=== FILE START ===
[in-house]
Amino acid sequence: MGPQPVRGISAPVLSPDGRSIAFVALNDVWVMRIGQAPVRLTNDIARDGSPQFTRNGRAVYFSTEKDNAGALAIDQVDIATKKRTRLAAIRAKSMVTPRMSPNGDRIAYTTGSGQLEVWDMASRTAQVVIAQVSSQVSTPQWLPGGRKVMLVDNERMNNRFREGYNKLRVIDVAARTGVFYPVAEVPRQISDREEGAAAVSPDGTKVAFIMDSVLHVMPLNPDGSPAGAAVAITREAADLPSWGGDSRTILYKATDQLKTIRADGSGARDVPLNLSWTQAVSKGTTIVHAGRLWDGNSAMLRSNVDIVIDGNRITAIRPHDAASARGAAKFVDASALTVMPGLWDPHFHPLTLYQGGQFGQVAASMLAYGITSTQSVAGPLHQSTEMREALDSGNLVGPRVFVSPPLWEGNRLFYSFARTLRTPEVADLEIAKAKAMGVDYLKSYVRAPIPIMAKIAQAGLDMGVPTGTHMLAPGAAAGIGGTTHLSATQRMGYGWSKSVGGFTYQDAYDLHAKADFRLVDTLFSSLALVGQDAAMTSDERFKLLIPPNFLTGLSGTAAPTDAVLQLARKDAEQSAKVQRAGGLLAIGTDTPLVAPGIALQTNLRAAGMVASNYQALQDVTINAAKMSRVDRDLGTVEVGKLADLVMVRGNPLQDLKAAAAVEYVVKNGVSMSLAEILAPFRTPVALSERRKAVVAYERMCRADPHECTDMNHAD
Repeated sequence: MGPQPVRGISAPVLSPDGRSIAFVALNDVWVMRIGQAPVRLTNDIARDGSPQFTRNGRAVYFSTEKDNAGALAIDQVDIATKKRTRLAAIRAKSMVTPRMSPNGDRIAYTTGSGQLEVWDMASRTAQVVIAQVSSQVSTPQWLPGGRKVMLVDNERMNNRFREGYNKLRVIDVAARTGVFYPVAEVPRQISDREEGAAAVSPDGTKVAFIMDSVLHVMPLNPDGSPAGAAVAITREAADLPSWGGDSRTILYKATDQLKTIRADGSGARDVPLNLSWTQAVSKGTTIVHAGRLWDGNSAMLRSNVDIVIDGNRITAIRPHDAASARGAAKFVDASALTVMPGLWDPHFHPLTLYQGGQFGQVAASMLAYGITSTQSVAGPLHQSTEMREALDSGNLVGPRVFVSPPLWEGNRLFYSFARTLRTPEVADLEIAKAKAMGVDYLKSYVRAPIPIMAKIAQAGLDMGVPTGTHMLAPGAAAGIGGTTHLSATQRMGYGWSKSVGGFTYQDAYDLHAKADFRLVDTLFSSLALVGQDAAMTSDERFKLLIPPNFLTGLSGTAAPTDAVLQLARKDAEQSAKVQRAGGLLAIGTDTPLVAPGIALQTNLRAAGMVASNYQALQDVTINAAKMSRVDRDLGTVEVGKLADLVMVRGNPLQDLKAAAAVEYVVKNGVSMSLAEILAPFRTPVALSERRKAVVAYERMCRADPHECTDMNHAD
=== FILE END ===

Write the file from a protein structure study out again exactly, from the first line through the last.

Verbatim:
[in-house]
Amino acid sequence: MGPQPVRGISAPVLSPDGRSIAFVALNDVWVMRIGQAPVRLTNDIARDGSPQFTRNGRAVYFSTEKDNAGALAIDQVDIATKKRTRLAAIRAKSMVTPRMSPNGDRIAYTTGSGQLEVWDMASRTAQVVIAQVSSQVSTPQWLPGGRKVMLVDNERMNNRFREGYNKLRVIDVAARTGVFYPVAEVPRQISDREEGAAAVSPDGTKVAFIMDSVLHVMPLNPDGSPAGAAVAITREAADLPSWGGDSRTILYKATDQLKTIRADGSGARDVPLNLSWTQAVSKGTTIVHAGRLWDGNSAMLRSNVDIVIDGNRITAIRPHDAASARGAAKFVDASALTVMPGLWDPHFHPLTLYQGGQFGQVAASMLAYGITSTQSVAGPLHQSTEMREALDSGNLVGPRVFVSPPLWEGNRLFYSFARTLRTPEVADLEIAKAKAMGVDYLKSYVRAPIPIMAKIAQAGLDMGVPTGTHMLAPGAAAGIGGTTHLSATQRMGYGWSKSVGGFTYQDAYDLHAKADFRLVDTLFSSLALVGQDAAMTSDERFKLLIPPNFLTGLSGTAAPTDAVLQLARKDAEQSAKVQRAGGLLAIGTDTPLVAPGIALQTNLRAAGMVASNYQALQDVTINAAKMSRVDRDLGTVEVGKLADLVMVRGNPLQDLKAAAAVEYVVKNGVSMSLAEILAPFRTPVALSERRKAVVAYERMCRADPHECTDMNHAD
Repeated sequence: MGPQPVRGISAPVLSPDGRSIAFVALNDVWVMRIGQAPVRLTNDIARDGSPQFTRNGRAVYFSTEKDNAGALAIDQVDIATKKRTRLAAIRAKSMVTPRMSPNGDRIAYTTGSGQLEVWDMASRTAQVVIAQVSSQVSTPQWLPGGRKVMLVDNERMNNRFREGYNKLRVIDVAARTGVFYPVAEVPRQISDREEGAAAVSPDGTKVAFIMDSVLHVMPLNPDGSPAGAAVAITREAADLPSWGGDSRTILYKATDQLKTIRADGSGARDVPLNLSWTQAVSKGTTIVHAGRLWDGNSAMLRSNVDIVIDGNRITAIRPHDAASARGAAKFVDASALTVMPGLWDPHFHPLTLYQGGQFGQVAASMLAYGITSTQSVAGPLHQSTEMREALDSGNLVGPRVFVSPPLWEGNRLFYSFARTLRTPEVADLEIAKAKAMGVDYLKSYVRAPIPIMAKIAQAGLDMGVPTGTHMLAPGAAAGIGGTTHLSATQRMGYGWSKSVGGFTYQDAYDLHAKADFRLVDTLFSSLALVGQDAAMTSDERFKLLIPPNFLTGLSGTAAPTDAVLQLARKDAEQSAKVQRAGGLLAIGTDTPLVAPGIALQTNLRAAGMVASNYQALQDVTINAAKMSRVDRDLGTVEVGKLADLVMVRGNPLQDLKAAAAVEYVVKNGVSMSLAEILAPFRTPVALSERRKAVVAYERMCRADPHECTDMNHAD